Sunday, April 29, 2012

Removing Wine Labels

No, unfortunately I don't have a new project to show... but I do have a great tip for removing those stubborn wine labels!
Tada!
It still took a little bit a work. Some labels are harder to get off than others but here's the secret.... the next time you're making dinner and using your oven, throw in a few wine bottles after you're done cooking. Let them sit in there for about 10 minutes and the labels will be peal right off... most of them anyway. I used the back off a butter knife to scratch off a few labels. \

After letting some bottles soak in my tub....
.... and still no success, this is the best method I've found so far.

*CAUTION*
Please be careful when doing this. Those bottles get hot fast! I used an oven mitt and a towel and sometimes they were still a little too warm for me to hang on to. Also make sure the bottles are completely empty of any liquid. You don't want to have it boiling up inside a bottle only to pull the bottle out of the oven and pour steaming liquid on your little toes.
And out of about 2 dozen, I did have one that just shattered on me. You should probably wear some eye protection. Luckily I heard this one cracking and set it down before it completely broke in two.

12 comments:

  1. I realize this is an old post, but after I read this (and tried it myself) I realized something that would prevent breakage- put your bottles in the oven as your pre-heat, that way they heat up gradually. Glass doesn't like sudden temperature changes, so this might help.

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  2. I've found that the best thing for label removal is citrus (or orange) oil. It quickly eats away at the adhesive so you can easily scrape it off and then washes clean with some dish soap and hot water.

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  3. As a person that bottles wine at home and reuses many bottles, here is a tip. Go to your local brewing store or online and find a product called "Straight A" Cleanser. It is pretty inexpensive, environmentally safe and works amazingly. 2 Tbs in a gallon of warm water and let your bottles soak. They will peel right off. No broken bottles, and no danger from hot glass. Things like Goo Gone are just a mess and leave an oily residue. I highly recommend this method.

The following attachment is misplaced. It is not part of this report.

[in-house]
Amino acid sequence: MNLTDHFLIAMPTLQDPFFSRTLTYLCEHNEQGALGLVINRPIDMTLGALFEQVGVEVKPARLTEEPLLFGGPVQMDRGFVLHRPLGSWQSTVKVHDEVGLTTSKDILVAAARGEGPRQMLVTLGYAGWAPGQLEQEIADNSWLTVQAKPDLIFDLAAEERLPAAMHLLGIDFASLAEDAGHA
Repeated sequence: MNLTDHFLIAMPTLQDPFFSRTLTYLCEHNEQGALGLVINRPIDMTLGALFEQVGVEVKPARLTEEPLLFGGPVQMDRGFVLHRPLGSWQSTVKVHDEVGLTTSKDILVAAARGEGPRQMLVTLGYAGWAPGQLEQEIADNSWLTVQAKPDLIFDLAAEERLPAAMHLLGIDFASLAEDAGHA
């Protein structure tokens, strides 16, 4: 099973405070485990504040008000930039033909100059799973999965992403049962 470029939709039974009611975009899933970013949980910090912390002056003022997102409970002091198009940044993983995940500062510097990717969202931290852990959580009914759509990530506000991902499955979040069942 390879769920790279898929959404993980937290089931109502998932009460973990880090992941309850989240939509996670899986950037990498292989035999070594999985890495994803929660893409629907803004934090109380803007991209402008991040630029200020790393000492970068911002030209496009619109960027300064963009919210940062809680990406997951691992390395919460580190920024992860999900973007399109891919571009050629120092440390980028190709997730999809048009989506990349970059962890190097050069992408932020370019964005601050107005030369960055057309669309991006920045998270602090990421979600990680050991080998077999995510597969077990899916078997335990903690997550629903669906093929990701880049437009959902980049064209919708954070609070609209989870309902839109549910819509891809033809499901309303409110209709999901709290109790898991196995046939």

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  4. Put your wine bottles in a big bucket or tub and spray with Goo Gone, let sit, spray again until labels are soaked. Start peeling!

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  5. WD-40 and "goof-off" are my arsenal for removing labels! WD-40- the kind you use on squeaky doors- will get most of them off. If they doesn't work, use "goof-off" (not "goo-gone", it's a different product.) Both of these kind of stink, and goof off will ruin a manicure, so wear gloves and do it outside if you can. But it will get every speck off your bottles!!

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    Replies
    1. Thanks for the tip! Sounds a little more summer-friendly with the temperatures starting to go up!

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  6. Hey I got a great video showing how to easily remove labels and glue residue here:
    https://www.youtube.com/watch?v=fr9E3xhSZqQ

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  7. Really its a good idea to represent wine bottles in an very efficient way.

    Keeping Wine

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  8. Try some ammonia in the water. That will dissolve the bonds in the glue. Frequently the label will just float off after a 30 minute soak. 

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  9. We have lots of wine bottles and I'm thinking of making them as a decoration in our living room. I'm going to paint them with gold. Thanks for the tips.

    Hyacinth
    loranda.com

    ReplyDelete

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